Hallveig and Solveig
ing Hrapp was the ruler of the tongue of land which sits between Hárfjörðr and Hvalr Vik, who hunted boar with his spear and sting, and in whose mead-hall horns were always overflowing and who gave away so many rings that gold became afraid. He had two daughters, Hallveig and Solveig, who were both birch-tall and sun-bright, and Hallveig was hart-swift with sword and ship, and she fought with forty of the best thegns and was beloved for her conquests of the grim wave-land.
When Thangbrand, Eorl of Ulfhagi, son of Hogni, who was son of Thialf, who was the son of Ulf, sent his son Thrym to ask King Hrapp for Solveig as a wife, King Hrapp was much disappointed, as Thangbrand had a small holding and three sons, and Thrym was unaccomplished. King Hrapp instructed Thrym to go to King Oleif of Grarvàgga and learn the mead of poetry and when he had proved himself in many meetings of metal, to return and be fit to wed Solveig. But Thrym was lazy, and he sailed by the lair of Snozzi the Giant, seeking to make a pact to prove his merit faster. In return for a brave king’s bloodprice of bounty and beside that twenty horses, Thrym asked Snozzi to kidnap Solveig so that Thrym might purport to have rescued her and thus prove his fight-fierceness.
So Snozzi crossed the saltwater meadows in fifteen steps, and while Solveig stood on the seafront he did snatch her, and brought her home in fifteen steps to his lair where his sister Gjilp was waiting. But worthy shield-men of King Hrapp saw this, and reported quickly to King Hrapp that Solveig had been taken by the whale-herder, Snozzi. But King Hrapp had been taken ill since Thrym had left, and he called Hallveig to search for her sister, and defeat the giant.
Hallveig boarded the wave-steed with forty of King Hrapp’s most battle-battered men, and sailed to Snozzi’s refuge. When they arrived, however, she asked the men to stay near the ship, and disembarked on the sandy strand alone to enter the giants’ grim home. She entered his hall with high chin, and said,
‘Snozzi boat-crusher waits;
The whales obey his whims.
The waves smooth at your might;
What does sister Solveig offer?’
Snozzi was pleased with this verse, and answered,
‘The blood-price of a king
will in rings burnish my breast.
The gleam of all-red wealth
I have been guaranteed.’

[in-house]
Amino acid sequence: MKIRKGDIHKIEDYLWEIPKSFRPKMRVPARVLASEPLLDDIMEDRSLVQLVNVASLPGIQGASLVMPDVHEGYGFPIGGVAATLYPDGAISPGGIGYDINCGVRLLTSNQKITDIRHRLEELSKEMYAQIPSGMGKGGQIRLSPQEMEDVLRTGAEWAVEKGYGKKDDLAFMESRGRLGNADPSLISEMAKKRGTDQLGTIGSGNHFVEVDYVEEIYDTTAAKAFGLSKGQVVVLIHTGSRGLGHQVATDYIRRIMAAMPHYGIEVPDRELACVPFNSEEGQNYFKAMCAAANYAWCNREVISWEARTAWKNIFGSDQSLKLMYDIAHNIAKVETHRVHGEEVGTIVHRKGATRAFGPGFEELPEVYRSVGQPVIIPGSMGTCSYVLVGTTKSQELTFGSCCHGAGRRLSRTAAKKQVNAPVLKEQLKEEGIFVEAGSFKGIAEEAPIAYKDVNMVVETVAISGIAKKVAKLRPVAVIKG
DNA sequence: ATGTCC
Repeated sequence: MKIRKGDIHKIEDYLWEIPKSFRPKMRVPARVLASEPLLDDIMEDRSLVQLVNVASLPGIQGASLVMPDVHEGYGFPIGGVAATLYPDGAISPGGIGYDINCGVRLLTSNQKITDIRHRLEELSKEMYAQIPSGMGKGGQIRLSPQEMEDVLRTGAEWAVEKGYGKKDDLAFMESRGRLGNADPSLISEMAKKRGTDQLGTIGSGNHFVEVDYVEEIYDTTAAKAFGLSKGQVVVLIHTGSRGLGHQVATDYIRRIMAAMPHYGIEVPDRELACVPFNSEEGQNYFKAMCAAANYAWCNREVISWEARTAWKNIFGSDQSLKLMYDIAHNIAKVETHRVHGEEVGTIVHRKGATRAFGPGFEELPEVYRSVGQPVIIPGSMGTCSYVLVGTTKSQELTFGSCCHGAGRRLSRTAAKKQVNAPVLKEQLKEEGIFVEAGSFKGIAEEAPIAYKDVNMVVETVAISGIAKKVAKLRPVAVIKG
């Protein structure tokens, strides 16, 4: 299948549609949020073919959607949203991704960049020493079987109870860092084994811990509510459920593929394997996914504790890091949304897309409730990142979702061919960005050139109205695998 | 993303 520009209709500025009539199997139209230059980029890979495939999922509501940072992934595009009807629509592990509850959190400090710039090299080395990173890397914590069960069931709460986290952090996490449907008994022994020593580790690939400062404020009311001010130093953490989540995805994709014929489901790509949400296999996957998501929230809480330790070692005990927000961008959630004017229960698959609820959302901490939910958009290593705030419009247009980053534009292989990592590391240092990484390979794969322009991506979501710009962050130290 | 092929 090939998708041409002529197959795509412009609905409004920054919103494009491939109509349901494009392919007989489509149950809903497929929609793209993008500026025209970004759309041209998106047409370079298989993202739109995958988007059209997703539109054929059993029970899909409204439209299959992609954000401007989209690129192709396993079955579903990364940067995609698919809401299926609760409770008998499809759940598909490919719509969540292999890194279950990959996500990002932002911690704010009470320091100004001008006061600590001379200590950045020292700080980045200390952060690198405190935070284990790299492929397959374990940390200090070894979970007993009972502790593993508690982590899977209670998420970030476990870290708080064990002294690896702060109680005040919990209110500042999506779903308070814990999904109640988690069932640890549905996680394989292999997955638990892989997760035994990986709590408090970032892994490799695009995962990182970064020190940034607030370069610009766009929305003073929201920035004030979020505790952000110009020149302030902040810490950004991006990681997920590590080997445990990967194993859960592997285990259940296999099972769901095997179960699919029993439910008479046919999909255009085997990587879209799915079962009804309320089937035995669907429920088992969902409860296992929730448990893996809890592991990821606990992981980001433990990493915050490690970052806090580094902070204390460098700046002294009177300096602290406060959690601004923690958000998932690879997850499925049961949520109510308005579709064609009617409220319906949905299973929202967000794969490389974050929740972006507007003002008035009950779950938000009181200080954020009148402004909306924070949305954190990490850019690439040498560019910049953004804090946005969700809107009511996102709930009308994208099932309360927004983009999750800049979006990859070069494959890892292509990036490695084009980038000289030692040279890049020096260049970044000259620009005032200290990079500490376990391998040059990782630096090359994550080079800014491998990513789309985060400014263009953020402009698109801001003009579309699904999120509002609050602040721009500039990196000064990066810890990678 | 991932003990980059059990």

‘Streams of ravens’ mead
I would rather not release.
If I your briber’s body break,
No bracelets shall bedeck you.
No North man of honor
of sea-mastering might
of battle-bold triumph
would bribe for this trapping.
If such a cur would decline
to his own deeds discharge
and not his prowess prove
why would he his promises perform?’
The grim giant frowned, and this thought he fomented in his mind. What necklaces would adorn his throat, what gold would gleam shining, what delicious horses would he crunch if this craven’s contract were false?
Snozzi then raised his balding head, squinting.
‘If Thrym his contract meets
our meal your bones will make.
If Thrym his word-bond shame,
fierce shield-clash may you share,
and then with fire-coin bright
your kin’s freedom can fix.’
And Hallveig swore by heaven’s stars a coward Thrym would prove, and she to the cave’s black shadows retreated. Thrym then appeared, in courtly clothes, and Snozzi said,
‘How now, trusty lord?
do horse herd’s hard hooves
our hall’s stone hammer?
Your word-swear we summon.’
Thrym, seeing Solveig but not Hallveig, who had hidden, replied with bravado,
‘Begone you foul beasts! My wife I shall rescue, and your bald pates I will break with my axe if you do not leave us at once.’
‘If with heart’s beating blood
you here wish to withdraw
with cup-filling bedfellow,
then blood price you’ll bestow.’
‘Your bloodprice you will have but not now; in forty-two days’ time I will deposit it here, but only because I am feeling generous, otherwise I’d have you killed!’
Then appeared in fishing nets draped, in whale bones and seagrass adorned, a figure from the shadows,
‘Dung-beard, you insult us!
Your boorish babble shames
more than if I your mouth
used as piss-pot. Match metal
with me, Gjilp, sorceress,
if you, gelded, gainsay
you are often fucked by sheep
—then fart. Or are you faint-heart?’
The Eorl-son bristled and sputtered in anger. This giantess in small form—what would her sorcery do against his brain-basher?
‘You must promise your brother will not interfere. Then I will win Solveig and pay you nothing!’
Snozzi, bewildered, agreed and receded to watch the blood spill for his entertainment. The fish-woman flailed, and large steps made while the Oath-breaker his axe readied to shake. In perceiving feet-weakness, Thrym Thangbrandson rushed, but his skull-breaker hit stone as he tripped on the net. The bone-laden woman swiftly left him behind her. She turned on her ankle and her flesh-piercer thrust through his shoulder.
‘For un-manning you here,
No magic need I make.
Cockless wretch, tremble:
No wergild will I pay.
Your vows here fulfill:
Thangbrand’s fee is two-fold.
Learn the gum-sword better;
Shield-din you’ll never enter.’
And with that, she wrenched out her blood-letter, and both his forearms slew, that he might learn better manners, but never fight battle. Casting off her giant-sorceress disguise, Hallveig called:
‘Herder of sea-cows,
with Thrym is decided;
From the Eorl demand double.
Hallveig here witnesses
this weasel welp forfeits.
Neither of you follow:
My fight here is finished.’
She then took her sister by the hand, and from the cave departed, with Thrym’s axe in fist.
‘Stop!’ cried out Snozzi,
‘From you gold I’ll still take,’
But in one step he was trapped in a net three trees tall, which from the mouth of his cave Hallveig’s forty thegns dropped. He crashed into the sea, all in a tangle, and Sollveig, Hallveig, and banner-men all returned to their wave-crusher and sailed to their hall.
Return to Tales of Bhenoria.
Return to Hvalr Vik.